The Information Commissioner does go on to refer to a particular age threshold: “The Act does not state a precise age at which a child can act in their own right. It depends on the capacity of the child and how complicated the proposition being put to them is. As a general rule, we consider the standard adopted by Trust UK ( to be reasonable:  ‘TrustUK approved webtraders recognise children need to be treated differently from adults. They will not market their products in any way that exploits children, nor will they collect information from children under 12 without first obtaining the permission of a parent or guardian. They will not collect personal data about adults from children.‘”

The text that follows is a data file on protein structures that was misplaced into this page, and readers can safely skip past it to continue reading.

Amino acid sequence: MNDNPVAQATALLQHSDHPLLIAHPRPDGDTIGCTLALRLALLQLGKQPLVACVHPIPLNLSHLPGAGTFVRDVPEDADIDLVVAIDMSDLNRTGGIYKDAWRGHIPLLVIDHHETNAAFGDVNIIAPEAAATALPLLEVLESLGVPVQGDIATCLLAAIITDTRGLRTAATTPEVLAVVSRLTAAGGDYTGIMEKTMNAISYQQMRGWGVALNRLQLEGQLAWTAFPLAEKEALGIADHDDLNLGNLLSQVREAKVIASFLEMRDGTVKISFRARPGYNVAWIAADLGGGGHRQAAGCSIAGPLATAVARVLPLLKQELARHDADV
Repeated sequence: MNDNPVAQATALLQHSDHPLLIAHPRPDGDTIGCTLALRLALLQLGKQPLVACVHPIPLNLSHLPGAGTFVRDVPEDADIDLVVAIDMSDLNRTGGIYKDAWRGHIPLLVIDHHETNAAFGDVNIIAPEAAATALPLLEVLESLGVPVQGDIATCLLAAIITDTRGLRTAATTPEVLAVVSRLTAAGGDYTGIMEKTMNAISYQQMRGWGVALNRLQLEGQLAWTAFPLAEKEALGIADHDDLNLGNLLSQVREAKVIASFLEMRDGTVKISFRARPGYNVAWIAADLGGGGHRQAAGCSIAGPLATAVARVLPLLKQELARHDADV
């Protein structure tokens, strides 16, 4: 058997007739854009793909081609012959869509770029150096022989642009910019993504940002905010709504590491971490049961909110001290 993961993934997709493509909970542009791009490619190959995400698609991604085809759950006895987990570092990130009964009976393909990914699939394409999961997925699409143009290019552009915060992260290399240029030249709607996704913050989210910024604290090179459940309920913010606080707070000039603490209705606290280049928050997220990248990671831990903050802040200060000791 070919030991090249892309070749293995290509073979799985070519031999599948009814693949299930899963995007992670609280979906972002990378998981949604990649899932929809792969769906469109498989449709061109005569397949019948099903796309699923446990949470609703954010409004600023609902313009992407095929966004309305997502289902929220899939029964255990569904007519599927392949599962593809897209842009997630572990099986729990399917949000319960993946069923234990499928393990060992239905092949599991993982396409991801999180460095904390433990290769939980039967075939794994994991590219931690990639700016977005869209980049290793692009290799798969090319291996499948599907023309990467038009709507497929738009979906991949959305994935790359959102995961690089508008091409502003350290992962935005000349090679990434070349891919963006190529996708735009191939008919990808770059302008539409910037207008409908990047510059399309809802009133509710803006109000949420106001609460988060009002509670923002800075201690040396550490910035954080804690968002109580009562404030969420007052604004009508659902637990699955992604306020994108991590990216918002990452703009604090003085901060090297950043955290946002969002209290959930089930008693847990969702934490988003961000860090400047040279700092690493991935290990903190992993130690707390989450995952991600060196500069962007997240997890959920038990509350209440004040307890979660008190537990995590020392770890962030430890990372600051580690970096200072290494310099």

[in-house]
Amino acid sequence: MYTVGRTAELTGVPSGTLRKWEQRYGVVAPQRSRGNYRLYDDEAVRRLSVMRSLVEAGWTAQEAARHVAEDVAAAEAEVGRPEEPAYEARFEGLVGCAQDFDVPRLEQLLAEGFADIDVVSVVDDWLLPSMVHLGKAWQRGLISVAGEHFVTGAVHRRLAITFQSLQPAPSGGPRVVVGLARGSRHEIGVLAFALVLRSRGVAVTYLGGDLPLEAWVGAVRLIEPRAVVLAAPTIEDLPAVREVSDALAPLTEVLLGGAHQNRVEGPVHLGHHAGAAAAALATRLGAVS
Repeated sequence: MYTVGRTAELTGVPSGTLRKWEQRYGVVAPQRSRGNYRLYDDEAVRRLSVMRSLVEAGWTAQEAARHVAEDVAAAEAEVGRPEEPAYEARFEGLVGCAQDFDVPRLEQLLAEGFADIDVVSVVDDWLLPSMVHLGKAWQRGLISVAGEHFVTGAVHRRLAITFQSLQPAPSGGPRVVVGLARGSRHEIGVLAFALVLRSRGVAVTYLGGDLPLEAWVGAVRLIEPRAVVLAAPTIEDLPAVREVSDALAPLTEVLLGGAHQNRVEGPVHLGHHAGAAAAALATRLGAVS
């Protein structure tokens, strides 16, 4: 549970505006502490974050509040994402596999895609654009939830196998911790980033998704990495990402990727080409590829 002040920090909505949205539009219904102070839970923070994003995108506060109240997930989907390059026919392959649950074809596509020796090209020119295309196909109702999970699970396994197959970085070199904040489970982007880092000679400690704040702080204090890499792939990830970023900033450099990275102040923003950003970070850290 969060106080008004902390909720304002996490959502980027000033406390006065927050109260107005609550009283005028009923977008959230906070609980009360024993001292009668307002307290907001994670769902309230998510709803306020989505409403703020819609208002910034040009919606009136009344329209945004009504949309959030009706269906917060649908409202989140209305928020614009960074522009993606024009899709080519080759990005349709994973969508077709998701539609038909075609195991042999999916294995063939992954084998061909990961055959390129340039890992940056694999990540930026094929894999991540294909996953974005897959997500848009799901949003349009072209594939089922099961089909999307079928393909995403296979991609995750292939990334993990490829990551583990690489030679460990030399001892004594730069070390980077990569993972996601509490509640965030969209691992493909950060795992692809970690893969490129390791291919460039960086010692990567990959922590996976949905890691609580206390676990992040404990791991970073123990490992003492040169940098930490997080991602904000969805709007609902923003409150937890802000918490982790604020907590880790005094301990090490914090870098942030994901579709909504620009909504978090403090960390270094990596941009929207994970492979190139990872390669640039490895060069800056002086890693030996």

There are particular pitfalls for the operators of social networking websites, other websites which publish user generated content, and websites that collect information that is passed on to third parties: “There are certain practices that are likely to breach the Act, for example, collecting information about other people from children, and enticing children to reveal information to win a prize or similar. If you are going to disclose or transfer personal information collected from children to third parties, you need to have the explicit and verifiable consent of the child’s parent or guardian, unless you can be sure that the child really appreciates what is going on and the consequences of their actions. If you want to publish a child’s personal information on the internet, you should usually get the verifiable consent of the child’s parent or guardian. Whether you need the parents’ or guardians’ consent for the publication, or that of the child, will depend on the circumstances, in particular, the child’s age and whether you can be sure the child fully understands the implications of making their information available on the internet.